The next morning, August 20, the Indians mounted their horses and left us, having received a canister of whiskey at parting. We then set sail, and after passing two islands on the north, came to on that side under some bluffs; the first near the river since we left the Ayauwa village. Here we had the misfortune to lose one of our sergeants, Charles Floyd. He was yesterday seized with a bilious cholic, and all our care and attention were ineffectual to relieve him: a little before his death, he said to captain Clark, "I am going to leave you," his strength failed him as he added "I want you to write me a letter," but he died with a composure which justified the high opinion we had formed of his firmness and good conduct. He was buried on the top of the bluff with the honors due to a brave soldier; and the place of his interment marked by a cedar post, on which his name and the day of his death were inscribed. About a mile beyond this place, to which we gave his name, is a small river about thirty yards wide, on the north, which we called Floyd's river, where we encamped. We had a breeze from the southeast, and made thirteen miles.

August 21, 1804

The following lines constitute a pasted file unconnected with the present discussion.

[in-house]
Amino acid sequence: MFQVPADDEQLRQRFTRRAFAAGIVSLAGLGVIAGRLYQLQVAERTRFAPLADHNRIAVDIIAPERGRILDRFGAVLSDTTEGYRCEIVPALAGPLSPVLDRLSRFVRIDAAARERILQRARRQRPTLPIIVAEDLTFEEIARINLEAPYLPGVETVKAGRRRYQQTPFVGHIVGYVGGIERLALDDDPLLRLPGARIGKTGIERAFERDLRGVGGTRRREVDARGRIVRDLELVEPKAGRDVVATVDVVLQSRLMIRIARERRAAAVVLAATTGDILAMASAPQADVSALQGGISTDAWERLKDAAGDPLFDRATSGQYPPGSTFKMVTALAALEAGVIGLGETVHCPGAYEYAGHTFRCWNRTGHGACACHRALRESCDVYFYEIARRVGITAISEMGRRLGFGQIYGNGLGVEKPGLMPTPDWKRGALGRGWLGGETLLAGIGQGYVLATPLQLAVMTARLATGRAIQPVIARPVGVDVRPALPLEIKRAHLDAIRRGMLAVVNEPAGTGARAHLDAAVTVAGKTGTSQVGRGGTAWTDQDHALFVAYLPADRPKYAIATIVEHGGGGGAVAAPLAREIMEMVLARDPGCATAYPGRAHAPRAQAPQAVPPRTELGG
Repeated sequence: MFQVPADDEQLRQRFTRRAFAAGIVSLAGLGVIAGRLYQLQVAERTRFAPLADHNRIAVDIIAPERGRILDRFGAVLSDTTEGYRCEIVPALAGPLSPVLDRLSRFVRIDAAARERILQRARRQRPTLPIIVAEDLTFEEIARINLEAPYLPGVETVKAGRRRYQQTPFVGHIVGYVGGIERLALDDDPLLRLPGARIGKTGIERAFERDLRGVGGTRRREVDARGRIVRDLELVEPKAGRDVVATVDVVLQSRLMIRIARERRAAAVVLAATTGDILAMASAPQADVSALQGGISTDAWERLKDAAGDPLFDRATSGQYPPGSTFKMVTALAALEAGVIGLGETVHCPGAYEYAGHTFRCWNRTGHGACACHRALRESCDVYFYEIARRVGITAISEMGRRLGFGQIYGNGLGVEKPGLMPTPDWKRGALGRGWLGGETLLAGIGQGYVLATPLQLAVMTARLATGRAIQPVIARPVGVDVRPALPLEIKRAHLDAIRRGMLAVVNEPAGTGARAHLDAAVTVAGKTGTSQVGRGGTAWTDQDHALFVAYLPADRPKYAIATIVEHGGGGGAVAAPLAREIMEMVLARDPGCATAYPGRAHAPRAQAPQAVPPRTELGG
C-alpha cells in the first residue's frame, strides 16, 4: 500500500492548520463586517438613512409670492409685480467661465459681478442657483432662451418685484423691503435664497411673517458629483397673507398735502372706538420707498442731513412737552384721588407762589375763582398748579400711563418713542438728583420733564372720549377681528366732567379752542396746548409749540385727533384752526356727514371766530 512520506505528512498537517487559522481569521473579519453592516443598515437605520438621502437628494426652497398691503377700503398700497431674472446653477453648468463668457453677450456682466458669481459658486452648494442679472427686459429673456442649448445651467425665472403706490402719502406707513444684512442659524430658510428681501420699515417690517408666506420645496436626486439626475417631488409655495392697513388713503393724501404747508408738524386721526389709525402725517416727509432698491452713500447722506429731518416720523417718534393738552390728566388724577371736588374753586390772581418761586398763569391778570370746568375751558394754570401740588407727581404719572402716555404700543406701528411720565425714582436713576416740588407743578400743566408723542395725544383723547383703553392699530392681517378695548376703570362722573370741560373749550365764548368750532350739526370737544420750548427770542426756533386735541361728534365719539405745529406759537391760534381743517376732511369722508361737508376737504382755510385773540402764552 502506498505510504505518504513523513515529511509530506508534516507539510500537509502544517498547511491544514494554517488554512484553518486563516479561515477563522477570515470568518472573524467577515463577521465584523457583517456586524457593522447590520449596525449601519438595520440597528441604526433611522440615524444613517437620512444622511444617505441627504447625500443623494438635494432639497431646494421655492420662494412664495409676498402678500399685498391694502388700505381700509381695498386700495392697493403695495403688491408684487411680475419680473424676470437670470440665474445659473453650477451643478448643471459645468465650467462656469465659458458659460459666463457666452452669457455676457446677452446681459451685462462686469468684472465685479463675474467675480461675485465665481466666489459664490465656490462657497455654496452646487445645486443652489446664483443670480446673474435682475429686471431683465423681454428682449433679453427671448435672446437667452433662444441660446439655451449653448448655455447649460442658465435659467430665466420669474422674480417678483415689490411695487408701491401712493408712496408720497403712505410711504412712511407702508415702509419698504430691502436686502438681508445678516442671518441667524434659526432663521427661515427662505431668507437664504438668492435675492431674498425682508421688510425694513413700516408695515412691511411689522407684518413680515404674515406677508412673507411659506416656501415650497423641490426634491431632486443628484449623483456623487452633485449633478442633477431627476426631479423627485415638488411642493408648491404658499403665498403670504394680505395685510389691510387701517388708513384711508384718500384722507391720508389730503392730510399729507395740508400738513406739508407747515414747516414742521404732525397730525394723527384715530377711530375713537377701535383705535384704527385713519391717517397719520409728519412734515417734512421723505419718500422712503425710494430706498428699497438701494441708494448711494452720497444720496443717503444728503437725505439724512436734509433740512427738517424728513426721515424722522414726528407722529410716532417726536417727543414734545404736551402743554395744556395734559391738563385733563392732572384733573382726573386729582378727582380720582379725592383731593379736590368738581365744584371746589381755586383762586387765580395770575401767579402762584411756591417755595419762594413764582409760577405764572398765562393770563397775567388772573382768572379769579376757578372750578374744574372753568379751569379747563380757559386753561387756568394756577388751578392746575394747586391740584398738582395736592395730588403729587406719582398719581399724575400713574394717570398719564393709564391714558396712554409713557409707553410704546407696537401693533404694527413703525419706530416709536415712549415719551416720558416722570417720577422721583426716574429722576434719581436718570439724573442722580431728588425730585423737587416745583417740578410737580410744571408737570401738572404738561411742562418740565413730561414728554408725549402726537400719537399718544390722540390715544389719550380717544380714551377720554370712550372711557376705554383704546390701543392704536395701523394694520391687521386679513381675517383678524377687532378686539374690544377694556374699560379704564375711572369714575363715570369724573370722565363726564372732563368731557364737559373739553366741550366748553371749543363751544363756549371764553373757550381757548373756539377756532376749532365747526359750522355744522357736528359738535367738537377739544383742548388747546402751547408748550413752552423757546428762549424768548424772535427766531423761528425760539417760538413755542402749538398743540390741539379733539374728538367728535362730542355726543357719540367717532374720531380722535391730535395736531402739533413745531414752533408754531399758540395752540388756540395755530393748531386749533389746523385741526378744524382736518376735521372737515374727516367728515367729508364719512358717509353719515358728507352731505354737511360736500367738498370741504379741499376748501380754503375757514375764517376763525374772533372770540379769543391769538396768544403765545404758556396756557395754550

August 21. The same breeze from the southeast carried us by a small willow creek on the north, about one mile and a half above Floyd's river. Here began a range of bluffs which continued till near the mouth of the great Sioux river, three miles beyond Floyd's. This river comes in from the north, and is about one hundred and ten yards wide. Mr. Durion, our Sioux interpreter, who is well acquainted with it, says that it is navigable upwards of two hundred miles to the falls, and even beyond them; that its sources are near those of the St. Peters. He also says, that below the falls a creek falls in from the eastward, after passing through cliffs of red rock: of this the Indians make their pipes; and the necessity of procuring that article, has introduced a sort of law of nations, by which the banks of the creek are sacred, and even tribes at war meet without hostility at these quarries, which possess a right of asylum. Thus we find even among savages certain principles deemed sacred, by which the rigors of their merciless system of warfare are mitigated. A sense of common danger, where stronger ties are wanting, gives all the binding force of more solemn obligations. The importance of preserving the known and settled rules of warfare among civilized nations, in all their integrity, becomes strikingly evident; since even savages, with their few precarious wants, cannot exist in a state of peace or war where this faith is once violated. The wind became southerly, and blew with such violence that we took a reef in our sail: it also blew the sand from the bars in such quantities, that we could not see the channel at any distance ahead. At four and a quarter miles, we came to two willow islands, beyond which are several sandbars; and at twelve miles, a spot where the Mahas once had a village, now no longer existing. We again passed a number of sandbars, and encamped on the south; having come twenty-four and three quarter miles. The country through which we passed has the same uniform appearance ever since we left the river Platte: rich low-grounds near the river, succeeded by undulating prairies, with timber near the waters. Some wolves were seen to-day on the sandbeaches to the south; we also procured an excellent fruit, resembling a red currant, growing on a shrub like the privy, and about the height of a wild plum.